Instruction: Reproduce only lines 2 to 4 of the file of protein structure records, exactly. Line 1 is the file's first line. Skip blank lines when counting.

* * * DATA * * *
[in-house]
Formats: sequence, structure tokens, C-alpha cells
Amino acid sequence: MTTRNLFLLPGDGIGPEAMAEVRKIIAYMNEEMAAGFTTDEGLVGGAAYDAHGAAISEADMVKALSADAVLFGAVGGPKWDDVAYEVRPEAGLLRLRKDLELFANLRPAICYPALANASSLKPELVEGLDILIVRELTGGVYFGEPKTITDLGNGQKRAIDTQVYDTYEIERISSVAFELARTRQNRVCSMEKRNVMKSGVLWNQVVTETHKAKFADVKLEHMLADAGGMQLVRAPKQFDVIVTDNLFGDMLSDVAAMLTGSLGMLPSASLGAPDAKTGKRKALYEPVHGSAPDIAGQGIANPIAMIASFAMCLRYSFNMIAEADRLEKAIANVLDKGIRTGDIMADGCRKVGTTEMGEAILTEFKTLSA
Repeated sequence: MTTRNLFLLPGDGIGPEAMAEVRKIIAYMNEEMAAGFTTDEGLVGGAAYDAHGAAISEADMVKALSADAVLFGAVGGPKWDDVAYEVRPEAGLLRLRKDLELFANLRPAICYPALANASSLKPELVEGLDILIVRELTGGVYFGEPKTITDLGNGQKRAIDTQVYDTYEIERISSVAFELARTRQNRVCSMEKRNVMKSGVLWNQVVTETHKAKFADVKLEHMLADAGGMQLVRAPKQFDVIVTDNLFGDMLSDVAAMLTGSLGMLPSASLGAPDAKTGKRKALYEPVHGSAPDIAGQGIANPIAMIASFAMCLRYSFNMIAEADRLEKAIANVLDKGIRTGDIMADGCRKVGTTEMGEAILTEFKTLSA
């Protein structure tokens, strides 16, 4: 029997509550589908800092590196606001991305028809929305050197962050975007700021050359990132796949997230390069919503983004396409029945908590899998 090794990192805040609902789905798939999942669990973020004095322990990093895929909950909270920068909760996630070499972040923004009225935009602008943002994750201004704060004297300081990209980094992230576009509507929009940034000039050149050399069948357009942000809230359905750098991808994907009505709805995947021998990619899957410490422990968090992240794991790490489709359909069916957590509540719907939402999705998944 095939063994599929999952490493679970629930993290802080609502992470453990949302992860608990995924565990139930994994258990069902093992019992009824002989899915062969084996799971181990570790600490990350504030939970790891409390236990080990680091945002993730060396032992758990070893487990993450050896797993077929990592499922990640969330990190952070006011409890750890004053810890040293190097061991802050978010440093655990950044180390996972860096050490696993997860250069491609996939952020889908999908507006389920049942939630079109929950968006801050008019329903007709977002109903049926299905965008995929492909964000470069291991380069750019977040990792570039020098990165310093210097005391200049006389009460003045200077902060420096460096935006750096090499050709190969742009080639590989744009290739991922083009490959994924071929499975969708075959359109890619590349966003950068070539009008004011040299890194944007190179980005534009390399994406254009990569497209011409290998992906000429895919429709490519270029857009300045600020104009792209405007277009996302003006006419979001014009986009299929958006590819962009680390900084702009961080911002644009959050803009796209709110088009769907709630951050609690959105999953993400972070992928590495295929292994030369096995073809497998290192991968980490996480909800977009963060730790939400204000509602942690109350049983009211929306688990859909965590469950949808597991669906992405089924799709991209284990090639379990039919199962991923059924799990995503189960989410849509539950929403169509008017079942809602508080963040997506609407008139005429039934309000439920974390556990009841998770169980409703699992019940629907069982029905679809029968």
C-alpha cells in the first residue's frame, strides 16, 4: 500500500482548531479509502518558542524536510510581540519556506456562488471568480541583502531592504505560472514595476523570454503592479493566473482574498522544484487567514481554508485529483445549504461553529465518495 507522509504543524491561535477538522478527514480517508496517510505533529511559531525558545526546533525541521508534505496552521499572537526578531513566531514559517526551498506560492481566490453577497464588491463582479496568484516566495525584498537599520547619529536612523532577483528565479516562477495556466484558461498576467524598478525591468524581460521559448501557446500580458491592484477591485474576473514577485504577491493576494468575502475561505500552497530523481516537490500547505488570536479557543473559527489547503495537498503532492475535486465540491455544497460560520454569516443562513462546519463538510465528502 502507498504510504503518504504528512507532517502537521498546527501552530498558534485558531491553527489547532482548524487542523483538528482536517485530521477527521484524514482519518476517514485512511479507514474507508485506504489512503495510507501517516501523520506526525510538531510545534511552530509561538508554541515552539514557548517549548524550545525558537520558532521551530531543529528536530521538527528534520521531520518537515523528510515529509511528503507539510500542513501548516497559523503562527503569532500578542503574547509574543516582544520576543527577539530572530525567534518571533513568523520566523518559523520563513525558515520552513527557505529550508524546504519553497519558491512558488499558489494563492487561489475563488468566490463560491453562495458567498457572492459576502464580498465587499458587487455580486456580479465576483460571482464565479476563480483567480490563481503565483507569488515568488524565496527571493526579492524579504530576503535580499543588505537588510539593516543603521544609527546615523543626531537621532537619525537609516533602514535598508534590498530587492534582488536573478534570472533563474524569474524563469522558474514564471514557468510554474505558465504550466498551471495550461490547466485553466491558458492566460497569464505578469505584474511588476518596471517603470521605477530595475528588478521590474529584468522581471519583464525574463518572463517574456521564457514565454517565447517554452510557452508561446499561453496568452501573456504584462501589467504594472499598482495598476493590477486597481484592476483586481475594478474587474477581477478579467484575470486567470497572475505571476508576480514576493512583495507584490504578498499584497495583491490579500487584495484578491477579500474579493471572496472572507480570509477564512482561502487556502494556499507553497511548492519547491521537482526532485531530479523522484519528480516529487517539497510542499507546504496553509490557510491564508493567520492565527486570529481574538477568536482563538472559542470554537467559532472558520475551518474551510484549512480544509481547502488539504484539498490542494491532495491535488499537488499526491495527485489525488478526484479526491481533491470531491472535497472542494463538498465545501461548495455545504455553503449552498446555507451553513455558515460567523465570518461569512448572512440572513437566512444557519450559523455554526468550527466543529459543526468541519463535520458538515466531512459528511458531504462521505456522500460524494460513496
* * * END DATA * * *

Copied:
Formats: sequence, structure tokens, C-alpha cells
Amino acid sequence: MTTRNLFLLPGDGIGPEAMAEVRKIIAYMNEEMAAGFTTDEGLVGGAAYDAHGAAISEADMVKALSADAVLFGAVGGPKWDDVAYEVRPEAGLLRLRKDLELFANLRPAICYPALANASSLKPELVEGLDILIVRELTGGVYFGEPKTITDLGNGQKRAIDTQVYDTYEIERISSVAFELARTRQNRVCSMEKRNVMKSGVLWNQVVTETHKAKFADVKLEHMLADAGGMQLVRAPKQFDVIVTDNLFGDMLSDVAAMLTGSLGMLPSASLGAPDAKTGKRKALYEPVHGSAPDIAGQGIANPIAMIASFAMCLRYSFNMIAEADRLEKAIANVLDKGIRTGDIMADGCRKVGTTEMGEAILTEFKTLSA
Repeated sequence: MTTRNLFLLPGDGIGPEAMAEVRKIIAYMNEEMAAGFTTDEGLVGGAAYDAHGAAISEADMVKALSADAVLFGAVGGPKWDDVAYEVRPEAGLLRLRKDLELFANLRPAICYPALANASSLKPELVEGLDILIVRELTGGVYFGEPKTITDLGNGQKRAIDTQVYDTYEIERISSVAFELARTRQNRVCSMEKRNVMKSGVLWNQVVTETHKAKFADVKLEHMLADAGGMQLVRAPKQFDVIVTDNLFGDMLSDVAAMLTGSLGMLPSASLGAPDAKTGKRKALYEPVHGSAPDIAGQGIANPIAMIASFAMCLRYSFNMIAEADRLEKAIANVLDKGIRTGDIMADGCRKVGTTEMGEAILTEFKTLSA